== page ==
Life & Letters

Correspondence

About this Item

Title: Walt Whitman to William Sloane Kennedy, 17 October 1889

Date: October 17, 1889

Whitman Archive ID: duk.00932

Source: Trent Collection of Whitmaniana, David M. Rubenstein Rare Book & Manuscript Library, Duke University. The transcription presented here is derived from Walt Whitman, The Correspondence, ed. Edwin Haviland Miller (New York: New York University Press, 1961–1977), 4:384—385. For a description of the editorial rationale behind our treatment of the correspondence, see our statement of editorial policy.

Contributors to digital file: Blake Bronson-Bartlett, Ryan Furlong, Breanna Himschoot, and Stephanie Blalock




Camden New Jersey
Oct: 17 '891

Thanks for the nice currants (I have had some for my breakfast) & the good little calamus confections by mail. Thanks to the dear western girl2—Nothing notable with me—am much the same—in good spirits—If you come across a spare number of y'r new "Transatlantic Magazine" Boston send me—Sunshiny here to day—


Walt Whitman


Correspondent:
William Sloane Kennedy (1850–1929) was on the staff of the Philadelphia American and the Boston Transcript; he also published biographies of Longfellow, Holmes, and Whittier (Dictionary of American Biography [New York: Charles Scribner's Sons, 1933], 336–337). Apparently Kennedy called on the poet for the first time on November 21, 1880 (William Sloane Kennedy, Reminiscences of Walt Whitman [London: Alexander Gardener, 1896], 1). Though Kennedy was to become a fierce defender of Whitman, in his first published article he admitted reservations about the "coarse indecencies of language" and protested that Whitman's ideal of democracy was "too coarse and crude"; see The Californian, 3 (February 1881), 149–158. For more about Kennedy, see Katherine Reagan, "Kennedy, William Sloane (1850–1929)," Walt Whitman: An Encyclopedia, ed. J.R. LeMaster and Donald D. Kummings (New York: Garland Publishing, 1998).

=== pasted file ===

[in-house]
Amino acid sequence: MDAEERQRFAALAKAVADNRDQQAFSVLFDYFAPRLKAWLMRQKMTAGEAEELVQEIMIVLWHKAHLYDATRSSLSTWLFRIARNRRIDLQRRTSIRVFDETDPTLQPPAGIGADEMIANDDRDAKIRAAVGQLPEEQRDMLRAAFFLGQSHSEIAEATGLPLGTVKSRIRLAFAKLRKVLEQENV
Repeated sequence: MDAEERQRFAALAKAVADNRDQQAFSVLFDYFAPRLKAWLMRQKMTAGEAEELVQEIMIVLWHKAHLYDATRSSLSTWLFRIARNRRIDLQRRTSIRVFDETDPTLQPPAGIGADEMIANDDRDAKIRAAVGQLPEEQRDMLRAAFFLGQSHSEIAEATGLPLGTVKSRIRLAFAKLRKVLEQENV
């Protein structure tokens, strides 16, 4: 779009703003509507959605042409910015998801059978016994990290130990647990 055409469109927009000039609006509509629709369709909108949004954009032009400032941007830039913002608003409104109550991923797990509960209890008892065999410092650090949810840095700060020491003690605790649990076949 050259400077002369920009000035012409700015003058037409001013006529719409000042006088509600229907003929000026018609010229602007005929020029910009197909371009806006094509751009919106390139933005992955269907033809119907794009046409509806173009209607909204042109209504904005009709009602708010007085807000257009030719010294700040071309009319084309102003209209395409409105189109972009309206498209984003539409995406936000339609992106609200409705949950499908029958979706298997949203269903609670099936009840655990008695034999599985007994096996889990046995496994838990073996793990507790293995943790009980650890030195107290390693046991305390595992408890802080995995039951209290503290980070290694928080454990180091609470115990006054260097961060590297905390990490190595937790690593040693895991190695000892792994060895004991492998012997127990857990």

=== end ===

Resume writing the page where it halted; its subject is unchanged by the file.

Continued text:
Notes:

1. This letter is addressed: Sloane Kennedy | Belmont | Mass:. It is postmarked: Camden, N.J. | Oct 17 | 8 PM | 89. [back]

2. On October 15, 1889, Kennedy sent currant jam and calamus caramels made by his young cousin Hattie Woodruff McDowell, who was visiting him. [back]


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